Save the Cat! Writes a Comic (Free)

Welcome to my Save the Cat blog. This is for my $45 patrons and is our exclusive behind-the-scenes tier.

These blogs and vlogs will be a look at the scenes behind Volume 1: Lust.

The Opening Image is a beat that takes a look at the protagonist’s life now. In the Save the Cat methodology this is opposite of the last beat of a movie, novel, or comic that is called the Closing Image.

In this scene, you as the writer establish the feel and tone of the story. If you’re writing a comedy, it should be a funny scene. If it’s a drama, it should open with something dramatic.  A mystery should open with the mystery.

The point is that you are allowing the reader to know which character they are going to follow and what kind of story they are about to hitch a ride on.

This scene should be active. It explores one of the many flaws or problems your protagonist has.  Remember, the whole point of this scene is to show, not tell, what is going on in the life of the protagonist.  Other names used for this beat are “The flashbang opening” and “Exposition”.

Again, this should grab your reader’s eyes! You only get a few pages to hook them into your story and it starts with your opening.  Let’s look at some examples from comics and manga.

I will not be using single issues when it comes to mainstream comics produced by Marvel, DC, Image, and Dark Horse. I will be using their trade paperbacks, as it collects a story told over several single issues.

For mangas, I will mostly be using specific volumes, unless it’s a Light novel.

Our first example is The Mutant Massacre, a 1986 crossover event by Marvel featuring the titles: X-men #210, X-Factor #9, X-Men #211, New Mutants #46, X-Factor #10, Thor #373, Power Pack #27, X-Men #212, Thor #374, X-Factor #11, and X-Men #213. These were all collected as a trade paperback, X-Men: Mutant Massacre.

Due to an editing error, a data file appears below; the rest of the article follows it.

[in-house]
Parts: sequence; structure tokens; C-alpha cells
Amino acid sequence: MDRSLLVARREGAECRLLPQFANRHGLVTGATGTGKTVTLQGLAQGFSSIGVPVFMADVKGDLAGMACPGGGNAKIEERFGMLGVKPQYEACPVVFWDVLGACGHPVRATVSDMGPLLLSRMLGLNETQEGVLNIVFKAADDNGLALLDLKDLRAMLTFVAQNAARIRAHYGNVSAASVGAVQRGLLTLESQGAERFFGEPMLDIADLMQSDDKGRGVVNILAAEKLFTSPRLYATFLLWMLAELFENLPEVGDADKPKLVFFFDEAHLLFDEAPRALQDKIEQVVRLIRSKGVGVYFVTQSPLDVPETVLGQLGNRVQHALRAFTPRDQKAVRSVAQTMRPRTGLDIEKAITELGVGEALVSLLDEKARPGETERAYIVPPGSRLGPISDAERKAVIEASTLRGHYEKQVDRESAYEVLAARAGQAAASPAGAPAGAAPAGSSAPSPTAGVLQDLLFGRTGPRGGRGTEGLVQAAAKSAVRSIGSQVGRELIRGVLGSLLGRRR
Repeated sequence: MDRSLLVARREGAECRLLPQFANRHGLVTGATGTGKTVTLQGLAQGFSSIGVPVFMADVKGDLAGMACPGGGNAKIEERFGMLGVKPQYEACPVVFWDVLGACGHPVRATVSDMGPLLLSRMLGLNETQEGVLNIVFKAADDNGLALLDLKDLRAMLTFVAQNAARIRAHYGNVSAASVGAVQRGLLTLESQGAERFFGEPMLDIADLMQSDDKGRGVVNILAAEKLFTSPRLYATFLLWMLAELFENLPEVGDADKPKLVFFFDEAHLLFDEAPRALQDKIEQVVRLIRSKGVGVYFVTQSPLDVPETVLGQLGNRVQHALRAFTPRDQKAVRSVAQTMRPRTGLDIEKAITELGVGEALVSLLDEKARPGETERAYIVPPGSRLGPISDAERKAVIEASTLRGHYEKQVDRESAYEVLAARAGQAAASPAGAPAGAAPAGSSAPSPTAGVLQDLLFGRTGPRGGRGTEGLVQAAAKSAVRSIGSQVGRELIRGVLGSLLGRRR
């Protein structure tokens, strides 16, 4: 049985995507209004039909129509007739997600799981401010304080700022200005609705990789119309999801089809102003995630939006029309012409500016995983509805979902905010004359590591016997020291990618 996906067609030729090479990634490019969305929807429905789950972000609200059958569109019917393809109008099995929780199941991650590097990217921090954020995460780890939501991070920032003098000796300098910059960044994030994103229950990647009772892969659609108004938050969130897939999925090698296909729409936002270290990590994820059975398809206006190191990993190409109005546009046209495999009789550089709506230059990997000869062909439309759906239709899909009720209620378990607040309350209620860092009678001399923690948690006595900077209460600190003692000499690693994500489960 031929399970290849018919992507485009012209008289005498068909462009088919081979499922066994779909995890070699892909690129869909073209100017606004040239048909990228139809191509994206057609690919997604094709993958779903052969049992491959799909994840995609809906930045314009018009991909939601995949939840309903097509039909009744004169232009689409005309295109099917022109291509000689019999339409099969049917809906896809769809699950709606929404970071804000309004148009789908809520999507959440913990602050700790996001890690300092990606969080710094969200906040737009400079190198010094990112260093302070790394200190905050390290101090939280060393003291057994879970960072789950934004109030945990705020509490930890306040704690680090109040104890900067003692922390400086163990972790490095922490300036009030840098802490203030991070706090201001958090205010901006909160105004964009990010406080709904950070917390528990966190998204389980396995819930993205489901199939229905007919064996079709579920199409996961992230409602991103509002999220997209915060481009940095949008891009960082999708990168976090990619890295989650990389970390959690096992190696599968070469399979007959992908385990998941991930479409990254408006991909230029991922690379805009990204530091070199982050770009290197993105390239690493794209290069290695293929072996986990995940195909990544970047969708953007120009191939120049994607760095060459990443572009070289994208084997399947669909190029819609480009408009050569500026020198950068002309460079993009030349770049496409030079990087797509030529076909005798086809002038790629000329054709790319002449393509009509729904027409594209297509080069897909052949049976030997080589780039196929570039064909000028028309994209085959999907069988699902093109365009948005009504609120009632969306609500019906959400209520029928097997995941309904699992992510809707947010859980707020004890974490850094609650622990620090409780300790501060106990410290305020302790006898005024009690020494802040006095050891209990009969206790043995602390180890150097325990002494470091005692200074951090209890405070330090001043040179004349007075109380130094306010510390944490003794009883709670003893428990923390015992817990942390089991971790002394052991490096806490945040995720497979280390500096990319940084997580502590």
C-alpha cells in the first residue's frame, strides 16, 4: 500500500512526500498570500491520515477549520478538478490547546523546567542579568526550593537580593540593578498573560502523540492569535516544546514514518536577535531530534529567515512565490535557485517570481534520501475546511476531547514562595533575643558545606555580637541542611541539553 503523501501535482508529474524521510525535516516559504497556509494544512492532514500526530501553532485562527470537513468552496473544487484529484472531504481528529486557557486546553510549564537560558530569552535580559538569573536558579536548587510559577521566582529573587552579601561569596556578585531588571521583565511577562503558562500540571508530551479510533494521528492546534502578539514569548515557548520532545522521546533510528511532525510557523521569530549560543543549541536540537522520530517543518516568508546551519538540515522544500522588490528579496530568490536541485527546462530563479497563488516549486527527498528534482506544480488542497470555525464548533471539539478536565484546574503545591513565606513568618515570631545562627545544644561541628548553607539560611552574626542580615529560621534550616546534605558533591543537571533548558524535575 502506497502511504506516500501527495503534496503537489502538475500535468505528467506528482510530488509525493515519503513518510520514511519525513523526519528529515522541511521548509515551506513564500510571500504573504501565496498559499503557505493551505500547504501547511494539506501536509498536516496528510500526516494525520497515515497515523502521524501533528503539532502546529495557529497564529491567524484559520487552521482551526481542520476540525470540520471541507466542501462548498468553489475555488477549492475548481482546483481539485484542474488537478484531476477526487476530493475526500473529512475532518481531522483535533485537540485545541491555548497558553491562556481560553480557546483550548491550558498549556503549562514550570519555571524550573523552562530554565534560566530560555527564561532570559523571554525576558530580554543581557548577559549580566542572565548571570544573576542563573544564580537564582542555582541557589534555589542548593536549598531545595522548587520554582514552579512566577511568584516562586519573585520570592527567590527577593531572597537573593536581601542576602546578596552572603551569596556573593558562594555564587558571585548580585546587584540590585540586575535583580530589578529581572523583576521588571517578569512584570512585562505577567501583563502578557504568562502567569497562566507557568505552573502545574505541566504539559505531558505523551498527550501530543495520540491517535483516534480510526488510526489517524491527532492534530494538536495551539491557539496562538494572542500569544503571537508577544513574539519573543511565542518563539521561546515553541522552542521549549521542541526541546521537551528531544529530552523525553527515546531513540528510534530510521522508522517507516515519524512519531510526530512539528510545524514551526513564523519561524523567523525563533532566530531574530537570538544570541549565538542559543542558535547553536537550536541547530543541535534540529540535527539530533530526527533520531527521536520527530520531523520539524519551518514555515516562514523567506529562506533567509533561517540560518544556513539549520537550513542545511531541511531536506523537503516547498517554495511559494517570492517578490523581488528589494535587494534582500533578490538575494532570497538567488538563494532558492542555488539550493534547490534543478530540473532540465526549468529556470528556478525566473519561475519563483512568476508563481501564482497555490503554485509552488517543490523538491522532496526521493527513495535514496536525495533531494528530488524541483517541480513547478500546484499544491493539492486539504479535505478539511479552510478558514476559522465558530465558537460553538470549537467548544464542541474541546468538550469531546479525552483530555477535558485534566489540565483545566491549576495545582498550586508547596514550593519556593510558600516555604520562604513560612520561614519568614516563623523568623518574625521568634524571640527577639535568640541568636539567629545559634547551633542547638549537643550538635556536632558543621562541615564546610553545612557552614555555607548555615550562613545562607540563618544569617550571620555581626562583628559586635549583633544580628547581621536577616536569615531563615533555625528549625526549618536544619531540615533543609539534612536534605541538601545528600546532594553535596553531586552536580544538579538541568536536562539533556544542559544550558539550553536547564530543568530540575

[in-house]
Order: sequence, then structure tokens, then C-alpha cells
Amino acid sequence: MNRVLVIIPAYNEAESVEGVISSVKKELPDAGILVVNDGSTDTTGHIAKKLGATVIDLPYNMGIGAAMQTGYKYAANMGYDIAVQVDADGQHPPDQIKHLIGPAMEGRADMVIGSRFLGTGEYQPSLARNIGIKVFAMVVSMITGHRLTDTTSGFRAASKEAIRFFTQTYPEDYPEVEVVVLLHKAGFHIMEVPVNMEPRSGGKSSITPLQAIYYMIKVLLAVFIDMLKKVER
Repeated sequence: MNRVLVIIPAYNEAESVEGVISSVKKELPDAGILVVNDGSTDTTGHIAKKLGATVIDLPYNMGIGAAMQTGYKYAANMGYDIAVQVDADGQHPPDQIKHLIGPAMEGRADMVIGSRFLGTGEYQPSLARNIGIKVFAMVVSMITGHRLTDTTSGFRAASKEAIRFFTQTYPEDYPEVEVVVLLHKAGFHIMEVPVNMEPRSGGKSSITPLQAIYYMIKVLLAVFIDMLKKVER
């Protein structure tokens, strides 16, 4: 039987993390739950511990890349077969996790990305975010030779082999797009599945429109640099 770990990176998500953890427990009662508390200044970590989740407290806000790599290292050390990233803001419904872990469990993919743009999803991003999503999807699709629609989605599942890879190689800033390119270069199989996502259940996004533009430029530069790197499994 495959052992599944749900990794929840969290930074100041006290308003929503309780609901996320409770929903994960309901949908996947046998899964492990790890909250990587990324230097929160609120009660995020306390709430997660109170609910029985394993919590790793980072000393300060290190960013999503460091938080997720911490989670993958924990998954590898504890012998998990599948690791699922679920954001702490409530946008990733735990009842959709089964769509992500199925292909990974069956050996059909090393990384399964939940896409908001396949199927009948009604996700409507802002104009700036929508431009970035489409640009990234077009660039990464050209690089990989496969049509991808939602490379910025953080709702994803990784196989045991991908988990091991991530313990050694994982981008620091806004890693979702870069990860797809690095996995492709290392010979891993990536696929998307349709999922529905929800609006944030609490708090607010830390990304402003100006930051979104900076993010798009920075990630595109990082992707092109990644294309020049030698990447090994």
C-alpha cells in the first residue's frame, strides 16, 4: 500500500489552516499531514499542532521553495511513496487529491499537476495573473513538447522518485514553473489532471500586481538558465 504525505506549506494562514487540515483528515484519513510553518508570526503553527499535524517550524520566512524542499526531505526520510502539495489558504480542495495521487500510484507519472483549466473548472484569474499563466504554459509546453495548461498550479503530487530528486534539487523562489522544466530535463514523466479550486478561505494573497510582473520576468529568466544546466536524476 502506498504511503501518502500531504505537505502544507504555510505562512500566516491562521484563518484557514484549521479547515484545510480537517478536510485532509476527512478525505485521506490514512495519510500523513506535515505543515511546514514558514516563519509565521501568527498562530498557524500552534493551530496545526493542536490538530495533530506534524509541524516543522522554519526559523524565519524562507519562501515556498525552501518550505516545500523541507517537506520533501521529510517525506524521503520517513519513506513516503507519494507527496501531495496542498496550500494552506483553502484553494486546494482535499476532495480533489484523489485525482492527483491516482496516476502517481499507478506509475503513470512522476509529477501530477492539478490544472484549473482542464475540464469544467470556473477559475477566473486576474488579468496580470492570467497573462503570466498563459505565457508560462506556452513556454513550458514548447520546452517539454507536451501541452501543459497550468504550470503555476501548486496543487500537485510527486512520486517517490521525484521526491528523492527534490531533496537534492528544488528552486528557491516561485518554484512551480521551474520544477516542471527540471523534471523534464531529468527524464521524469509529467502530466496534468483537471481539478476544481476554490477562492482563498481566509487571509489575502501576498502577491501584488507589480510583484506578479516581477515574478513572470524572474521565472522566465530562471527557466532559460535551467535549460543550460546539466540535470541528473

Chris Claremont (X-men, New Mutants,) Louise Simonson,(X-Factor and Power Pack) and Walter Simonson (Thor) were the writers.

The opening image  is a two-panel page. The first panel is a shot of a Los Angeles train yard. The second panel is of a character named Richard who is hit with an harpoon from the back. Richard is yelling as Tommy, a female he is on the run with, watches on.

This page creates a sense of urgency. Why is Richard being targeted? Who is targeting Richard. Over the next two pages, the attackers, calling themselves the Marauders, kill him and start following Tommy.

The reader, most likely an X-men fan, but even for a new reader, this is enough to build suspense. It tells the reader that this is going to be a violent story, even by comic book superhero levels. These killers mean BUSINESS.

What about the protagonist? We meet them all throughout the issue. However, the scene shows that the killers are targeting mutants. The reader is smart and will know that the X-men will get involved with these killers. There are so many more questions. Are the killers mutant themselves? are they targeting mutants? It’s clear that Tommy is a mutant, but it’s not clear if Richard is, despite belonging to the Hellfire Club, a high society group that has mostly mutants in the organization ranks.

At this point, if you read Save the Cat! Writes a novel, Jessica Brody explains that this is a single scene. In novels this is most likely a chapter. In film, this can be about a two to three minute scene. In comics, this could told over pages. I would suggest no more than four pages total.

This scene in the Mutant Massacre was three pages, before we are introduced to the X-Men members who will be part of this story.

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